WILLIAM THOMPSON (1785-1833) was a native of the county of Cork. He was a friend of Jeremy Bentham, the philosopher, and to a considerable extent under the influence of the latter’s radical teachings. Thompson's principal work is an “Inquiry into the Principles of the Distribution of Wealth most conducive to Human Happiness (1824),” a book that runs into some six hundred pages. The essential theme of this work is that rent, profit, etc., are wealth forcibly and unjustly appropriated by the capitalists from the workers. But let Thompson himself speak: —
"But as long as the labourer stands in society divested of everything but the mere power of producing, as long as he possesses neither the tools nor machinery to work with, the land or materials to work upon, the house and clothes that shelter him—as long as any institutions or expedients exist by the open or unseen operation of which he stands dependant, day by day, for his very life on those who have accumulated these necessary means of his exertions; so long will he remain deprived of almost all the products of his labour, instead of having the use of all of them/' (Page 590. Longman, Hurst Ed.)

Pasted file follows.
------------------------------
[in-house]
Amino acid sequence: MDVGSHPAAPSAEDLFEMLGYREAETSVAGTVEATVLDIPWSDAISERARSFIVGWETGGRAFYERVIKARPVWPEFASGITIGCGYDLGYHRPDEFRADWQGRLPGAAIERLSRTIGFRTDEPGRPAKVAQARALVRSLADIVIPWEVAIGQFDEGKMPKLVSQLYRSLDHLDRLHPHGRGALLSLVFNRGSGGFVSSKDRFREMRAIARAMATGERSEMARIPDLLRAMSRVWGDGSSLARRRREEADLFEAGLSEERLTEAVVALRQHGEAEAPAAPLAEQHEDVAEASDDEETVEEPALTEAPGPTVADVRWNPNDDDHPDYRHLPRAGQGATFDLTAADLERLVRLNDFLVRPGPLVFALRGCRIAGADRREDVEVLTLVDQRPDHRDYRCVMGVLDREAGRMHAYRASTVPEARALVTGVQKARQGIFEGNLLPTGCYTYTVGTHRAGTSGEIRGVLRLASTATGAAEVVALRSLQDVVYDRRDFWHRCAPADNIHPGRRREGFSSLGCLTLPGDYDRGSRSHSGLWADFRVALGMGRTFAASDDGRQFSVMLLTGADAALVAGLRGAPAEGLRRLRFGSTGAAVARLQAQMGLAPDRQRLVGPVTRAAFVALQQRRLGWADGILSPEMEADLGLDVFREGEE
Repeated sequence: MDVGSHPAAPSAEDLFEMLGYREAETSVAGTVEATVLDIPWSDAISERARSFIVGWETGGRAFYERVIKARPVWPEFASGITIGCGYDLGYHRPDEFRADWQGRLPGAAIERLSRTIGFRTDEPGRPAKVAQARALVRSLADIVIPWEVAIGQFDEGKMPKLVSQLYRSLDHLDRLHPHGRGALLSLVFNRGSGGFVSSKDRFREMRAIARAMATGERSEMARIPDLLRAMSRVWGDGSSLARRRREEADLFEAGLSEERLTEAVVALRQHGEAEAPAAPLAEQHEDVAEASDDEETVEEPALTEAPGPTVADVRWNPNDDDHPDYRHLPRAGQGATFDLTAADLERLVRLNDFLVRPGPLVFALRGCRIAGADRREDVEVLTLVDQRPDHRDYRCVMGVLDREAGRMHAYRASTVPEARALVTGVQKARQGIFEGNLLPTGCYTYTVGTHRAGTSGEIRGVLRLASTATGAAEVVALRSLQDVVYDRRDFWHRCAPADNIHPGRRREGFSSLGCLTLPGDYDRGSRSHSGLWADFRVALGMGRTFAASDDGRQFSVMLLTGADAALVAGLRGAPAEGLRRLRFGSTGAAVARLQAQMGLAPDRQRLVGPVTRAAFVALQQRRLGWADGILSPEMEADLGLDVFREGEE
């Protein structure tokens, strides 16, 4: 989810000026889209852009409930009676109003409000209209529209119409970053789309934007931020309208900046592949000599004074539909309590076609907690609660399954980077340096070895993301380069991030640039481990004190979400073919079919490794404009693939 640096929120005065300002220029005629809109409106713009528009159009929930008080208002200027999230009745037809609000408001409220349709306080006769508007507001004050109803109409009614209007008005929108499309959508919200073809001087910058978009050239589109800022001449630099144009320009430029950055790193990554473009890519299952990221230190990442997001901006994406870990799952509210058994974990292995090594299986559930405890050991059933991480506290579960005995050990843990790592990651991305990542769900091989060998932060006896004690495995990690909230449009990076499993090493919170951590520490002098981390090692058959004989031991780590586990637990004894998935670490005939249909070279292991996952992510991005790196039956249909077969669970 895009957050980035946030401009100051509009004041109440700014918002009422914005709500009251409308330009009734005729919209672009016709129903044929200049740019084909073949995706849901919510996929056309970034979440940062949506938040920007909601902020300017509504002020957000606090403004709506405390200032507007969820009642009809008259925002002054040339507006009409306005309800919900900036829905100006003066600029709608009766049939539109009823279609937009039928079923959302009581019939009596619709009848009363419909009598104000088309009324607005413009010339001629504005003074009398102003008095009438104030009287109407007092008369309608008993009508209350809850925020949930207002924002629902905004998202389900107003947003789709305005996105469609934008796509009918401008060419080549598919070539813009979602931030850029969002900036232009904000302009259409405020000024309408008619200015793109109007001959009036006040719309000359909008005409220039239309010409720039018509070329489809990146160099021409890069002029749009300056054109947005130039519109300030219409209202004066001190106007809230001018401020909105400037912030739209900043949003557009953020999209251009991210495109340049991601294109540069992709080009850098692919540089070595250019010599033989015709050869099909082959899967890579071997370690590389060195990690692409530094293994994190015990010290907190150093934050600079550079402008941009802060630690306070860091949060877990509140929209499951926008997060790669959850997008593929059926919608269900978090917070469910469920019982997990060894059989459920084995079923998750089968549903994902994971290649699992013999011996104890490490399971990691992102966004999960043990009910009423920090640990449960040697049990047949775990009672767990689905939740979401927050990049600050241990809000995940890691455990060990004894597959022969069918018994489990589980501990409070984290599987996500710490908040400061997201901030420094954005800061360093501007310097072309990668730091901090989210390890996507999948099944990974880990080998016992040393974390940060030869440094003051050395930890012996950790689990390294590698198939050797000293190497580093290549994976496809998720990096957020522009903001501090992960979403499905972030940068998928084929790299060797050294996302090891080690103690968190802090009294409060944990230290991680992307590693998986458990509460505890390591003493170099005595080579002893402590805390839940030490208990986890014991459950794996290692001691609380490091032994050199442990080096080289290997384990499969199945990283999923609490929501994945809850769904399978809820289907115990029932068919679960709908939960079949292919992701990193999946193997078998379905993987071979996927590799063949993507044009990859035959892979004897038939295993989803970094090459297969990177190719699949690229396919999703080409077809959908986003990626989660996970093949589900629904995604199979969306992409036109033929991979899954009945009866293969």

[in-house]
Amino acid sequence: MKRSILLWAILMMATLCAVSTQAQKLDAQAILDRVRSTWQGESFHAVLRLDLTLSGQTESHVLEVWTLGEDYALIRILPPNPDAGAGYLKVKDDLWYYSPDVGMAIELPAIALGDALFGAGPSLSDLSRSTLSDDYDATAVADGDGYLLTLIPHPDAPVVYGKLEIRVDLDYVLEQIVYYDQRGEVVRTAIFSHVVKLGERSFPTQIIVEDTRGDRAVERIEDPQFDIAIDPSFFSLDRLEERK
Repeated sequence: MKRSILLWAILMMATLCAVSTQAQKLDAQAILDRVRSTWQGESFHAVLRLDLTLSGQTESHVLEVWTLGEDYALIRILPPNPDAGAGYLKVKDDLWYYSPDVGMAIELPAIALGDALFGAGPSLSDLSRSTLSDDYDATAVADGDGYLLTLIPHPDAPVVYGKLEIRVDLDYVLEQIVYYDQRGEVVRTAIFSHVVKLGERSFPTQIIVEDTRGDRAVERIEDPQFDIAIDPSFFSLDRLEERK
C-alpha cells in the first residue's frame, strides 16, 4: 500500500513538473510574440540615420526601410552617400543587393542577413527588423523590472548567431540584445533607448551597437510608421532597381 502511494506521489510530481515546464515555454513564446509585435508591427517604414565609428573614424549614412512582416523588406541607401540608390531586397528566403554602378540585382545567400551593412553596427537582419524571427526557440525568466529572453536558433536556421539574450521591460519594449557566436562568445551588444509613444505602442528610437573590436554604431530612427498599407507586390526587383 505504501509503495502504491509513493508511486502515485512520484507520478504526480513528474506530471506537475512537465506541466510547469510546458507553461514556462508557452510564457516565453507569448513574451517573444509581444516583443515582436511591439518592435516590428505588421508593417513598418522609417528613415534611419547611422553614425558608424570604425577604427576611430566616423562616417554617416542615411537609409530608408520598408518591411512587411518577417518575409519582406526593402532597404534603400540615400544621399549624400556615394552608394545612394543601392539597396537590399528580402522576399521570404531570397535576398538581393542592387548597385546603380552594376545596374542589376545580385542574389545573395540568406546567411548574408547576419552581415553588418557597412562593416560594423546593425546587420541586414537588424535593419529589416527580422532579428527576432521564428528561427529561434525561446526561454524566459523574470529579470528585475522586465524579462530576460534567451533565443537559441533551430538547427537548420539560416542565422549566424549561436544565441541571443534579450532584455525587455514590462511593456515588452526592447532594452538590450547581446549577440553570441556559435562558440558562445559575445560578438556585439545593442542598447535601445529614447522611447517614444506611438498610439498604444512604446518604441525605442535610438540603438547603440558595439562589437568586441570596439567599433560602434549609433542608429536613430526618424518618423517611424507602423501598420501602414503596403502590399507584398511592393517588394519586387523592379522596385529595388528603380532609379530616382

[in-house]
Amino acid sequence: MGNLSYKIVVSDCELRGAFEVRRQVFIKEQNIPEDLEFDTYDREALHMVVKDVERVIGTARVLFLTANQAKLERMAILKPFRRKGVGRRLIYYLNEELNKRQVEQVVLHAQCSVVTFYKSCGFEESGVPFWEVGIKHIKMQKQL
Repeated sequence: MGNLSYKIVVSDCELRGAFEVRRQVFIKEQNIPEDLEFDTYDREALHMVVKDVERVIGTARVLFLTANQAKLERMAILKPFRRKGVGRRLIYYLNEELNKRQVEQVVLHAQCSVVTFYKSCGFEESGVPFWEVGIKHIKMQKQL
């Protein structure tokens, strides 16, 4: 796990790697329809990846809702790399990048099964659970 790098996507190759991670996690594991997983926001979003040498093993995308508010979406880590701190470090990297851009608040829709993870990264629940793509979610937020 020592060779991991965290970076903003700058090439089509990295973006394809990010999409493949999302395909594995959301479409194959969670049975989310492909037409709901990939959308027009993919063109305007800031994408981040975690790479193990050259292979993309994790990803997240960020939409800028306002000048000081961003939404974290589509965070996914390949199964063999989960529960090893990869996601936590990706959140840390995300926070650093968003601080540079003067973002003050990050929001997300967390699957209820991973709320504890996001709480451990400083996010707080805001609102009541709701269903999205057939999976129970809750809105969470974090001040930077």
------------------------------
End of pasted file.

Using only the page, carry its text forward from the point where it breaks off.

And how are going to alter this state of affairs ?
“In the usual course of things then the productive labourer is deprived of at least half the products of his labour by the capitalist. . . . No doubt if the productive labourers acquired knowledge, and could trace the immense abstractions made under the name of profits from the products of their labour, they must see the injustice of such an arrangement and endeavour to become themselves possessed of all the articles under the name of capital or of the means of commanding the use of such articles necessary to make their labour productive. . . . As long as two hostile masses of interests are suffered to exist in society, the owners of labour on the one side and the owners of the means of labouring on the other, as long as this unnatural distribution is forcibly maintained—for without force wielded by ignorance it could not be maintained—so long will perhaps as much as nine-tenths of obtainable human production never be brought into existence, and so long will ninety-nine hundred parts of attainable human happiness be sacrificed."(Pages 160-175.)
Remember that the above was written over a century ago!
And shall we appeal to the capitalists to introduce Socialism?
"The excessively rich as a class, like all other classes in every community, must obey the influence of the peculiar circumstances in which they are placed, must acquire the inclinations and characters, good or bad, springing out of the state of things surrounding them from their birth. Having always possessed wealth without labour they look upon it as their right and their family’s right always to possess it on the same terms.” (Page 211.)Solomon Goldstein
May 1940 Socialist Standard